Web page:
WASHINGTON — President Trump on Thursday told governors that they could begin to ease stay-at-home orders, allow business to open, and begin the process of restarting economies brought to a standstill as local governments race to slow the spread of Covid-19.
The guidelines would apply only to states where coronavirus cases have been on a downward trajectory for 14 days, and where health providers have the capacity to treat all coronavirus patients, said Deborah Birx, the physician and diplomat who has helped to coordinate the Trump administration’s coronavirus response.
“A national shutdown is not a sustainable long-term solution to preserve the health of our citizens,” Trump said. “We must also preserve the health and functioning of our economy over the long haul. You can’t do one without the other.”
The White House outlined three “phases” in which governors could begin reopening their states, Birx said. Trump added that states that have fulfilled criteria for the first phase could begin the process of easing social distancing measures tomorrow.
States that attempt to restart their economies will be responsible for setting up testing sites; tracing the contacts of individuals who test positive; and conducting “sentinel surveillance” aimed at identifying individuals infected with the coronavirus but not displaying symptoms, and then tracing their recent contacts, Birx said. Eventually, she said, states could begin to allow workplaces, gyms, and even restaurants to reopen, provided they enact appropriate physical distancing measures.
Tony Fauci, the nation’s top infectious disease research, warned during the press conference that states attempting to reopen their economies may experience new spikes in coronavirus cases as a result. If that were to occur, Fauci said, the states may need to revert to social distancing guidelines like the ones governors had previously lifted.
“There may be some setbacks,” Fauci said. “I mean, let’s face it, this is uncharted water. There may be some setbacks that [mean] we may have to pull back a little. And then go forward.”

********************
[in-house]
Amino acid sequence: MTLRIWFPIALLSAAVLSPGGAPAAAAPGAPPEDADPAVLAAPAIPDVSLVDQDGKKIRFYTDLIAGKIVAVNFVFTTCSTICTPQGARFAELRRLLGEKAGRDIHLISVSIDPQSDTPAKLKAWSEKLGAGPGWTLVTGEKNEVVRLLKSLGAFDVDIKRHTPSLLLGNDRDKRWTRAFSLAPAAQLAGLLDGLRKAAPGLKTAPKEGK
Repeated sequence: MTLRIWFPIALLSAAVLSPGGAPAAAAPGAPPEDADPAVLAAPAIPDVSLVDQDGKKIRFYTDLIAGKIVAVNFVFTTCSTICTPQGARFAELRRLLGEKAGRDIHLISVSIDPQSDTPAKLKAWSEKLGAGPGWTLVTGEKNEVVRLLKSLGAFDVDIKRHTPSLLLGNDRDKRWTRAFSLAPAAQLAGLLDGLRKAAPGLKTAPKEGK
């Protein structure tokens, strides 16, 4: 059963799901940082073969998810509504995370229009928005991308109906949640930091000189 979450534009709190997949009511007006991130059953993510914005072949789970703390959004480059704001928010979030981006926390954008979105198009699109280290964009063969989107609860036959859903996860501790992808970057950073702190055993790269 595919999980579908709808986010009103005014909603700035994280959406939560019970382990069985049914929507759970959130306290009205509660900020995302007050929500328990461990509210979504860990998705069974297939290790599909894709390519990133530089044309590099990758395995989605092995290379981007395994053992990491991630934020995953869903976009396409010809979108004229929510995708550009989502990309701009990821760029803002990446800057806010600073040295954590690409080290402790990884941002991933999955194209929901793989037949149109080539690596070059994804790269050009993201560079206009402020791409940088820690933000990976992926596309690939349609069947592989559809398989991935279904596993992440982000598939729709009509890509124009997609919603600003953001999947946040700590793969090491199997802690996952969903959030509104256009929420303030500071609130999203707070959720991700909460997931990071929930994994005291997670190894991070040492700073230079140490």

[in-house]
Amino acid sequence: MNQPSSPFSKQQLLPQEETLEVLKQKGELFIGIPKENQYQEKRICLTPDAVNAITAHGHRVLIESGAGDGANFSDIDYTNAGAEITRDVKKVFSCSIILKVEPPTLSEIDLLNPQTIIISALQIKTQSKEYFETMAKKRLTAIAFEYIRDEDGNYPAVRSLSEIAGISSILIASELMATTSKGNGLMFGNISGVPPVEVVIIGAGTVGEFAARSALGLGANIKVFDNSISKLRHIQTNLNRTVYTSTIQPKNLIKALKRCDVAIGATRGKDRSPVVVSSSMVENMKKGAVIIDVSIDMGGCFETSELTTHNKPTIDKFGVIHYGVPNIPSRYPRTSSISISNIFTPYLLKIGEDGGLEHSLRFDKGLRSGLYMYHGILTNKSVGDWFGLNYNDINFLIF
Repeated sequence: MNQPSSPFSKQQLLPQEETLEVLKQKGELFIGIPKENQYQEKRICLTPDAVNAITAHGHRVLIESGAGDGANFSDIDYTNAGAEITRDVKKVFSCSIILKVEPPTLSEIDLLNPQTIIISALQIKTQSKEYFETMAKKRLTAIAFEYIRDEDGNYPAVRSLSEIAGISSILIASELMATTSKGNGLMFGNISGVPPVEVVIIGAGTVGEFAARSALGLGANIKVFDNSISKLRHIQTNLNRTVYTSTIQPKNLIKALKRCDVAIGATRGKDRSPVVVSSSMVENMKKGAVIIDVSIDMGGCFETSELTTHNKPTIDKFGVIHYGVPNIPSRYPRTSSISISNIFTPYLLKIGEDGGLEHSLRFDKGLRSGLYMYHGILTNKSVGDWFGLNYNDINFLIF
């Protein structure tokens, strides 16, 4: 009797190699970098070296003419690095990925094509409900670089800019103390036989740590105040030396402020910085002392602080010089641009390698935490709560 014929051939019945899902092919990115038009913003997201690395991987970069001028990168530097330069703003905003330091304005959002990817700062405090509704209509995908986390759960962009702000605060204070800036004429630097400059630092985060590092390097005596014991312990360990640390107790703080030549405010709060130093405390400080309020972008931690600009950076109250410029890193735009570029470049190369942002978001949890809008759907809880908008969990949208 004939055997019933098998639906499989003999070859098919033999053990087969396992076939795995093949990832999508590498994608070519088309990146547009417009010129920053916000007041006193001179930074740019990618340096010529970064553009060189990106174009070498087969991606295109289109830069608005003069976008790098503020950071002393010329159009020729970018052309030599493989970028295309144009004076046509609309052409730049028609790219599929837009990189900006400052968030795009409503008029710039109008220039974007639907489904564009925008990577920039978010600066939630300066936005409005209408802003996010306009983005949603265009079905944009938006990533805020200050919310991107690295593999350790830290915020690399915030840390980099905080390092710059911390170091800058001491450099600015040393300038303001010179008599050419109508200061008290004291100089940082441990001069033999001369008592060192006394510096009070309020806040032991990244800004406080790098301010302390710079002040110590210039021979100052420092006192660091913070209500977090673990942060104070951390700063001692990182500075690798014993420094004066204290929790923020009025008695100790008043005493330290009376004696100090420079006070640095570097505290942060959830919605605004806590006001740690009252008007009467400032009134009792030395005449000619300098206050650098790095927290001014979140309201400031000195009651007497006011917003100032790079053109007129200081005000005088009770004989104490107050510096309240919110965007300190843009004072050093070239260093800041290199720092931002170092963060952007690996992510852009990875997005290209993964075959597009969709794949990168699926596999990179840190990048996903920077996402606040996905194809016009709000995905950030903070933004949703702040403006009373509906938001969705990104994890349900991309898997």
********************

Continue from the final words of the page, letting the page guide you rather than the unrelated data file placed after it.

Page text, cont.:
To protect vulnerable citizens like people with compromised immune systems and underlying health conditions, states moving to restart their economies should make accommodations for select employees and encourage working from home, Birx said. For employees required to come in, she said, workplaces should enact temperature checks, make disinfectant available in the workplace, and urge employees to avoid non-essential business travel.
States that graduate to the next phase should encourage employees to work from home and continue some social distancing measures but could begin reopening day cares, schools, and summer camps.
Fauci said that states in advanced stages of reopening could even begin to stage sporting events in front of spectators, though Trump said that some sports leagues would likely begin seasons by staging games with no fans in attendance.
Trump’s announcement after consistent rhetoric in which the president has warned against letting “the cure be worse than the problem itself.” Though Covid-19 has already claimed roughly 31,000 lives in the U.S., Trump has expressed concern about suicide rates, and the broader toll caused by 15 million newly unemployed Americans.
Conservative media figures have also publicly pressured Trump to reopen the economy. The Fox News host Laura Ingraham last week urged Trump to set a hard deadline of May 1, urging him to lean on medical experts like Deborah Birx and Anthony Fauci for advice on “protocols” — but not on whether reopening the economy was medically sound.
Some health experts have cast doubt on the country’s ability to safely re-open before making dramatic improvements to testing and surveillance systems. One plan authored by Scott Gottlieb, the former commissioner of the Food and Drug Administration, calls for conducting 750,000 coronavirus tests each week. Since the first reported U.S. coronavirus case three months ago, the country has conducted roughly 3.3 million tests. During Thursday’s press briefing, Vice President Mike Pence said he expects the total to surpass 5 million by the end of April, roughly matching Gottlieb’s target.
Other researchers have forecast that the U.S. may need to implement on-and-off social distancing measures through 2022 to prevent the coronavirus from fully overwhelming the health care system. California Gov. Gavin Newsom (D) has said that public gatherings, including major sporting events and concerts, are unlikely to resume for roughly one year. Fauci has cautioned that pre-coronavirus American life, particularly large gatherings, is unlikely to resume before a coronavirus vaccine is developed — a milestone that the most optimistic guesses place at one year from now.
A Politico/Morning Consult poll on Thursday showed 81% of Americans favor continuing social distancing measures as long as is necessary to curb coronavirus spread, even despite continued economic harm. Only 10% favored a return to economic activity at the risk of further coronavirus spread.
“We’re starting [the] rejuvenation of our economy again in a safe and structured and very responsible fashion,” Trump said. “Our strategy will continue to protect senior citizens and other vulnerable populations while allowing military and other groups of incredibly talented people to go about their real business.”